Article
While educational programs and professional journals typically devote much of their resources to exact, mathematically elegant methods for the solution of small or modest size problems, the practitioner often encounters large-scale or massive problems for which such exact methods hold little promise. This study discusses this phenomena and presents some thoughts as to the incorporation of guidelines through which large-scale problems may be solved by means of efficient heuristic techniques. Further, these heuristics are classified and related to a fundamental set of base heuristics.
Article
Current measures of military readiness are inadequate. Their only incentive is more is better. They are subject to gaming between subordinates and superiors. They can mislead planners even when they are accurate. They do not tell precisely when a unit can be ready, nor which units to send to a conflict. They give no information about how much readiness we can buy with another dollar.We propose a new paradigm with the potential to give operational readiness information that can inform and guide defense decision-making and policy, from the lowest level to the highest. Our methods rely heavily on operations research analysis. It is already possible to measure accurately the readiness of a small unit such as a tank battalion, but soon it will also be possible to measure accurately the readiness of a large unit such as a divisionin dollars. Furthermore, it may be possible to prescribe optimal levels of readiness.
Article
In this paper an effective search-type heuristic algorithm for the problems of scheduling activities under resource and precedence constraints is presented. Such problems are typically massive in size and combinatorially explosive. The algorithm to solve these problems consists of two phases (both of which are heuristic). Phase I develops a “good” initial solution. Phase II then employs the solution derived in Phase I as a starting point; attempting to manipulate this schedule so as to reduce the project completion time via suitable reshuffles, or rearrangements of the activities while maintaining feasibility. A random problem generator and a random active schedule generator were prepared and utilized to evaluate the performance of the algorithm.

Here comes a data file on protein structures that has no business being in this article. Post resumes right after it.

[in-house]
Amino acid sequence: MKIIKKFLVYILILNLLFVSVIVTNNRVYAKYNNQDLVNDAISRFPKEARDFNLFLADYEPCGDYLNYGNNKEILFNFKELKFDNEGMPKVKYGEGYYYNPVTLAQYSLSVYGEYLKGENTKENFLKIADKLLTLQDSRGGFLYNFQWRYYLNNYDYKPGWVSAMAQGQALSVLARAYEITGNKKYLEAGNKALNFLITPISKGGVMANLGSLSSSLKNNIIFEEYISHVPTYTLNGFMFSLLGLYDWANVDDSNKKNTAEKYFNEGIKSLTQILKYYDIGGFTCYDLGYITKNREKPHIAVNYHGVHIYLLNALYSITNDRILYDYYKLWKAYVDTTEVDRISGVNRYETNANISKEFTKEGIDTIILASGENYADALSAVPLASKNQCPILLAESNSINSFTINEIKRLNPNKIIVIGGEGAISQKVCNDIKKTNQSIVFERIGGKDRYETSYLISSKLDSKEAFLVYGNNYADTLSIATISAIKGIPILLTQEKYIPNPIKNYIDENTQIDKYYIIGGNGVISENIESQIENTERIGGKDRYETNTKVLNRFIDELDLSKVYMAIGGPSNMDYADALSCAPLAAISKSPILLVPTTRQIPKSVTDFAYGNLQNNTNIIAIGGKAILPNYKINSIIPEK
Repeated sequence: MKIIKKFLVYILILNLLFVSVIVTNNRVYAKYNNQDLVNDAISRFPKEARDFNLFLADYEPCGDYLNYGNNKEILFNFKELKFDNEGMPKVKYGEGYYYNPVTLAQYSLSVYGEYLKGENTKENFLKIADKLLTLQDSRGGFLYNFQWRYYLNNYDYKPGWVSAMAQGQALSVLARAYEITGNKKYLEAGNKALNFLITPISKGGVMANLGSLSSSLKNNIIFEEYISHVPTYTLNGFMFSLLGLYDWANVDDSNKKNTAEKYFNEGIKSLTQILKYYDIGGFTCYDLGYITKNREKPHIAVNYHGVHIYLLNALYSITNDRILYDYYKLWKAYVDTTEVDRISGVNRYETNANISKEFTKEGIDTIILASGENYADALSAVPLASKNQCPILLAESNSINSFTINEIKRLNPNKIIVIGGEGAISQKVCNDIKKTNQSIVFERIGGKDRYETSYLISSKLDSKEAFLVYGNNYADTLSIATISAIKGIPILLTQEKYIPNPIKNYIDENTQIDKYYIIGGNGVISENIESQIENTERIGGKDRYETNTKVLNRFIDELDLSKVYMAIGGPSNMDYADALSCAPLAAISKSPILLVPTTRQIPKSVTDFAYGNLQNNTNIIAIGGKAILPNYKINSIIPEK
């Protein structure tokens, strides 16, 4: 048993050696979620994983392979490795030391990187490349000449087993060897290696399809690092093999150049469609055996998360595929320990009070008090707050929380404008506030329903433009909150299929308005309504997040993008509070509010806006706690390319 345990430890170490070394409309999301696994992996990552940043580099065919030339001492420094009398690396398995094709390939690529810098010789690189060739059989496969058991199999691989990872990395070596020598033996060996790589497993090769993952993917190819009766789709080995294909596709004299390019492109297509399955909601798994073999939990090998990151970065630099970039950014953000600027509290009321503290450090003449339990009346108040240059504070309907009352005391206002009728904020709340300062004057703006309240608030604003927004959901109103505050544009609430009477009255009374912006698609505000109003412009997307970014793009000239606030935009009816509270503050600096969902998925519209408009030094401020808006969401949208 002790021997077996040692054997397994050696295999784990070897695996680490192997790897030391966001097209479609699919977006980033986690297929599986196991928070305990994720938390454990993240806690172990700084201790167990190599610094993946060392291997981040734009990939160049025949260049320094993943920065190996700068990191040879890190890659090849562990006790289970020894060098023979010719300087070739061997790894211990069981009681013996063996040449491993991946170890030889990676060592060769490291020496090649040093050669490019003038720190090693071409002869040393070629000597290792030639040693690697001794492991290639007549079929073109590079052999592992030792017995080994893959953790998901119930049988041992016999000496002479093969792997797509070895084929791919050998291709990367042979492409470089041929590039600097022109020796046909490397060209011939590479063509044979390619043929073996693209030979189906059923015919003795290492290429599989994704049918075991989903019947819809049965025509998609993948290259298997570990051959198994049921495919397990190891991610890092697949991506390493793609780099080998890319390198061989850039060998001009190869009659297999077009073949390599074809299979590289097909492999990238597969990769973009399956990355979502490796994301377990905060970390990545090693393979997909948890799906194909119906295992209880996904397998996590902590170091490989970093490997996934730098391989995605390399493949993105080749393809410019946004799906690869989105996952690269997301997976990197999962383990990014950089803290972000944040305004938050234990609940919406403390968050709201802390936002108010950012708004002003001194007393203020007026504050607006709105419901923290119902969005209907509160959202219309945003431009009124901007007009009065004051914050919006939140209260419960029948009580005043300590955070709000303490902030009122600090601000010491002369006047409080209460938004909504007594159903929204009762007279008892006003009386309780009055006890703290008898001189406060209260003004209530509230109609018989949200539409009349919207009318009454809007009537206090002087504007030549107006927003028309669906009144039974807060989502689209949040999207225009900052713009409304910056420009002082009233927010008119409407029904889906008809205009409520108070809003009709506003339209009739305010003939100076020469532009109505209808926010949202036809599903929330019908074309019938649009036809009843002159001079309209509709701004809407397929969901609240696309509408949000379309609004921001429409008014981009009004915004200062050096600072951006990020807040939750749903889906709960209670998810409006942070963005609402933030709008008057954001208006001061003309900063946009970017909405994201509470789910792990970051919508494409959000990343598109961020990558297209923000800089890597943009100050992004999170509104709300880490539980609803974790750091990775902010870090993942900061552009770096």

Article
An efficient heuristic for the generalized job shop scheduling problem, with or without multiple parallel machines, is herein presented. This heuristic, in a somewhat more general form, was explained in some detail in our earlier work in project scheduling; and we now suggest that, through this approach, problems in the areas of job shop scheduling and project scheduling may be viewed as elements of the same class. Given an initial feasible solution, the algorithm seeks to improve on this schedule through reduction of makespan by effectively identifying rearrangement opportunities. The quality of the final schedule appears to be, in general, directly correlated to the quality of the starting solution. However, it is recommended that the process be initiated with a reasonably good randomly-generated schedule, rather than a better one produced through rule-based scheduling (such as the Longest Processing Time rule), owing to the fact that such better schedules actually tend to offer less opportunity for rearrangement. The heuristic produces results which compare favorably with those obtained through branch-and-bound techniques for benchmark scheduling problems of the single machine type, and does so in significantly less CPU time. Since the heuristic makes inherent allowance for their inclusion, this approach is equally applicable to job shop scheduling problems with multiple parallel machines